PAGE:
- Local Guide
The director of the Auglaize County Elections Board announced Wednesday plans to retire at the end of July.
Effective Aug. 1, Carolyn Campbell said she will be leaving the position she has held overseeing county elections for the last seven years.
In a resignation letter, Campbell said while she looks forward to her retirement, she will miss working with everyone. Specifically mentioning Deputy Director Peg Matheny and clerk Josie Schaub, Campbell said they have been loyal, hard working members of her team, and she is sure they will be an asset to whomever replaces her.
She said it was also great to know that board members were always available when the need arose.
“I appreciate the help and support provided me during my tenure with the board,” wrote Campbell, who served as a poll worker for 20 years before she was hired as director.
She said when she hears the bad things going on with other boards, she appreciates how fortunate she has been here, including board members who not only put in the time, but put in the physical labor needed to pack up machines without having to pay for the work to be done.
Campbell offered any assistance needed during the transition, even after she retires.
Almost immediately, Elections Board members got to work looking for a replacement, deciding on timelines and job descriptions for posting the opening.
Two of the main requirements of the job are that whoever is hired into the office be a Democrat and from Auglaize County, even if employees’ roles were switched around once Campbell leaves. It is required that the Elections Board director and deputy director be from opposite parties.
Matheny is a Republican. Elections Board employees also must reside in the county, although someone could move into the county and take the position.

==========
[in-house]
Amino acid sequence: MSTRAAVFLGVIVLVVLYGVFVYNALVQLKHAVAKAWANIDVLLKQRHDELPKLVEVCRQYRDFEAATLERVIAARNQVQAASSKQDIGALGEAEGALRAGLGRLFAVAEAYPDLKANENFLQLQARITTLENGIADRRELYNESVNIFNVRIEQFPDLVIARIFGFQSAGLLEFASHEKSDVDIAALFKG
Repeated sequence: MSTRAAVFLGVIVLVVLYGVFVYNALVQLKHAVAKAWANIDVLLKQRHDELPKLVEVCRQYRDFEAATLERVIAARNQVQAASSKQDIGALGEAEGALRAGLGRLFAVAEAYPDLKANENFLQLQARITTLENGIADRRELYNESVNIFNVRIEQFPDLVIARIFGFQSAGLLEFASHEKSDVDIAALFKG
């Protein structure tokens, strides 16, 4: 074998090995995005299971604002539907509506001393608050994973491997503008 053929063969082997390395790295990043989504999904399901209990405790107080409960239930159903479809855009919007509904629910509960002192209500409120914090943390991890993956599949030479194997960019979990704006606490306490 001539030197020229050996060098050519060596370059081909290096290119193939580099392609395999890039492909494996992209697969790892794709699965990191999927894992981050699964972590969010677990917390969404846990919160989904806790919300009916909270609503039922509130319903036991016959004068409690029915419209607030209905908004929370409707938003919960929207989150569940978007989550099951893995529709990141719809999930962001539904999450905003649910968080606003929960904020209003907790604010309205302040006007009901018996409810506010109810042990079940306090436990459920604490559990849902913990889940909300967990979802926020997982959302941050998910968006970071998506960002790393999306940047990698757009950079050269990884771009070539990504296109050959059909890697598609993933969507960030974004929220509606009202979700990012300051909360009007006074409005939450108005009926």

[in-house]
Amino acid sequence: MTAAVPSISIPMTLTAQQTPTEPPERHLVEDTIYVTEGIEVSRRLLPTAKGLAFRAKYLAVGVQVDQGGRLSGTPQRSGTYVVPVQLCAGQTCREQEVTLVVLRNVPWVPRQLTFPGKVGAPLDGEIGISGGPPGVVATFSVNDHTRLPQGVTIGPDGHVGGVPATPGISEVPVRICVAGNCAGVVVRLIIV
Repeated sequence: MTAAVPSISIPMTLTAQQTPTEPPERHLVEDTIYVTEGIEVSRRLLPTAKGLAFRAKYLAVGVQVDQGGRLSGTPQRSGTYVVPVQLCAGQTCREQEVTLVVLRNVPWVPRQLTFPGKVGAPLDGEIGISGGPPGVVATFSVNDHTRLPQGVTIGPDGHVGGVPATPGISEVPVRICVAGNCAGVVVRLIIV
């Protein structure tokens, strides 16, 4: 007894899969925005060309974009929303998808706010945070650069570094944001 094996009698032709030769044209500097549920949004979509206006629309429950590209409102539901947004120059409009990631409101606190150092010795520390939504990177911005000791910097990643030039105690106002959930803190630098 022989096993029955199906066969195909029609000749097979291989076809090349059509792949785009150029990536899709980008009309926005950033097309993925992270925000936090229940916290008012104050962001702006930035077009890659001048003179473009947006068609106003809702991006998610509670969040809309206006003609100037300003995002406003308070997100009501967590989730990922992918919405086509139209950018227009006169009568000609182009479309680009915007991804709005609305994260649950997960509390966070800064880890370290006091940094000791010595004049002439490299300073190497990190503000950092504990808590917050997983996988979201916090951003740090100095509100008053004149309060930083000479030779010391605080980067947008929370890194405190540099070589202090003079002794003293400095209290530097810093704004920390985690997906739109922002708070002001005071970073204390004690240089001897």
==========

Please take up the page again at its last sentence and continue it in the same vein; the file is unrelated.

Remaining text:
“It really limits the pool,” Campbell said of the two main criteria.
Minimum qualifications set by the Secretary of State’s Office for the job also require a high school diploma or equivalent, although college level experience is desired as well as a baseline understanding of rules, processes, procedures and equipment used in local elections.
The position also requires general managerial experience and skills, and successful completion of a criminal background check.
County election boards also are to develop job descriptions and evaluation criteria based upon minimums directed by the state. Priority is to be given to candidates holding previous elections administration experience.
Board members planned to advertise the job in local newspapers, on the county and state website and to discuss the opening with the Auglaize County Democratic Central Committee, which may know of some possible candidates. Some job applications also remain in Campbell’s desk from before she was hired for the position.
Board member Mary Dee Malueg suggested drafting up something right away and reminded fellow board members that a background check could take some time.
“We don’t want to put this off,” Malueg said.
Campbell, who turns 64 in July, said when contemplating when to make the move, she decided on this summer so the new director could get a jump start on the November election and have the experience before time to conduct an election expecting larger voter turnout.
“I kicked it around a lot, when would be the best time to go, and it seemed to make more sense now,” said Campbell, who joked that she had started a book for her replacement entitled, “Everything You Need to Know…”
Board member Brent Henschen said he hated to see Campbell go, but he appreciated her doing so in an off year. He also advised her that even if it is something that seems simple, to add it to that book of information she’s compiling.
“I have had a full-time job for 45 years, I think it’s time,” said Campbell, who took the job as director of the Elections Board after retiring from her position as a transport logistics analyst at Marathon Oil, in Lima, after more than 30 years in 2006.
“I knew I wasn’t going to do another federal (election),” Campbell said. “Last fall got too political for me. I thought about staying through the end of the year, but this gives the new person time to gear up for an election.”
As for her plans after retirement, Campbell said she is receiving daily updates from her 6-year-old granddaughter, Molly, about what she wants to do, starting with a camping trip to the Smoky Mountains in October.
The grandmother of eight plans to spend more time traveling to see her grandchildren, who are scattered throughout the country.
“It’s been a lot of fun and very interesting all the time,” Campbell said, sharing that changes since she took the job have been phenomenal. “With security and everything, it will be a challenge for the next person.”